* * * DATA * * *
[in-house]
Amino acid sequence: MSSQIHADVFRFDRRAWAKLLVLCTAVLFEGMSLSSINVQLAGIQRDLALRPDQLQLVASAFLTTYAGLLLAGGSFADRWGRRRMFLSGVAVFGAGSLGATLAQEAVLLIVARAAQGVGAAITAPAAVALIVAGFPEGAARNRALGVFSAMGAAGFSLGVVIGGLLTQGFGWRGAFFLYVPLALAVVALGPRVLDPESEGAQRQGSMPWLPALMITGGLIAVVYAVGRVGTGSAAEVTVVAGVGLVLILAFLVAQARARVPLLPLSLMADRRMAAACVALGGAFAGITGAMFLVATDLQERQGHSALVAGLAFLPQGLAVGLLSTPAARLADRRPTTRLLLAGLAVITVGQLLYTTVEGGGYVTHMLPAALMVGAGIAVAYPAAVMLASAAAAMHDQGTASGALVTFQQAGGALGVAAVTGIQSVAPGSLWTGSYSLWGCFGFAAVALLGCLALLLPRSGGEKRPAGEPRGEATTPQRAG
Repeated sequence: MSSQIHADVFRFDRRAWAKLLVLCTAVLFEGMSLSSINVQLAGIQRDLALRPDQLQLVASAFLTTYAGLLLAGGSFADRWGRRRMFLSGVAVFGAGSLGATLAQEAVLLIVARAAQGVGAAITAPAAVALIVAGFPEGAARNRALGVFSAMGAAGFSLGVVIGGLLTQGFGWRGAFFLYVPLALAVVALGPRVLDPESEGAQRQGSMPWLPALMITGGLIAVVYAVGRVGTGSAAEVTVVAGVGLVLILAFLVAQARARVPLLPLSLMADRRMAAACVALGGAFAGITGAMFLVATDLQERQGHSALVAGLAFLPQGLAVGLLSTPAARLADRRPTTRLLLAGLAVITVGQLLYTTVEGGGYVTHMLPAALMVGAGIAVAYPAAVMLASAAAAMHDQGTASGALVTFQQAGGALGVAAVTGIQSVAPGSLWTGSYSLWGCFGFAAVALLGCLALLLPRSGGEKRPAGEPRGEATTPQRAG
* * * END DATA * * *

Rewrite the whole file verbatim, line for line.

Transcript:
[in-house]
Amino acid sequence: MSSQIHADVFRFDRRAWAKLLVLCTAVLFEGMSLSSINVQLAGIQRDLALRPDQLQLVASAFLTTYAGLLLAGGSFADRWGRRRMFLSGVAVFGAGSLGATLAQEAVLLIVARAAQGVGAAITAPAAVALIVAGFPEGAARNRALGVFSAMGAAGFSLGVVIGGLLTQGFGWRGAFFLYVPLALAVVALGPRVLDPESEGAQRQGSMPWLPALMITGGLIAVVYAVGRVGTGSAAEVTVVAGVGLVLILAFLVAQARARVPLLPLSLMADRRMAAACVALGGAFAGITGAMFLVATDLQERQGHSALVAGLAFLPQGLAVGLLSTPAARLADRRPTTRLLLAGLAVITVGQLLYTTVEGGGYVTHMLPAALMVGAGIAVAYPAAVMLASAAAAMHDQGTASGALVTFQQAGGALGVAAVTGIQSVAPGSLWTGSYSLWGCFGFAAVALLGCLALLLPRSGGEKRPAGEPRGEATTPQRAG
Repeated sequence: MSSQIHADVFRFDRRAWAKLLVLCTAVLFEGMSLSSINVQLAGIQRDLALRPDQLQLVASAFLTTYAGLLLAGGSFADRWGRRRMFLSGVAVFGAGSLGATLAQEAVLLIVARAAQGVGAAITAPAAVALIVAGFPEGAARNRALGVFSAMGAAGFSLGVVIGGLLTQGFGWRGAFFLYVPLALAVVALGPRVLDPESEGAQRQGSMPWLPALMITGGLIAVVYAVGRVGTGSAAEVTVVAGVGLVLILAFLVAQARARVPLLPLSLMADRRMAAACVALGGAFAGITGAMFLVATDLQERQGHSALVAGLAFLPQGLAVGLLSTPAARLADRRPTTRLLLAGLAVITVGQLLYTTVEGGGYVTHMLPAALMVGAGIAVAYPAAVMLASAAAAMHDQGTASGALVTFQQAGGALGVAAVTGIQSVAPGSLWTGSYSLWGCFGFAAVALLGCLALLLPRSGGEKRPAGEPRGEATTPQRAG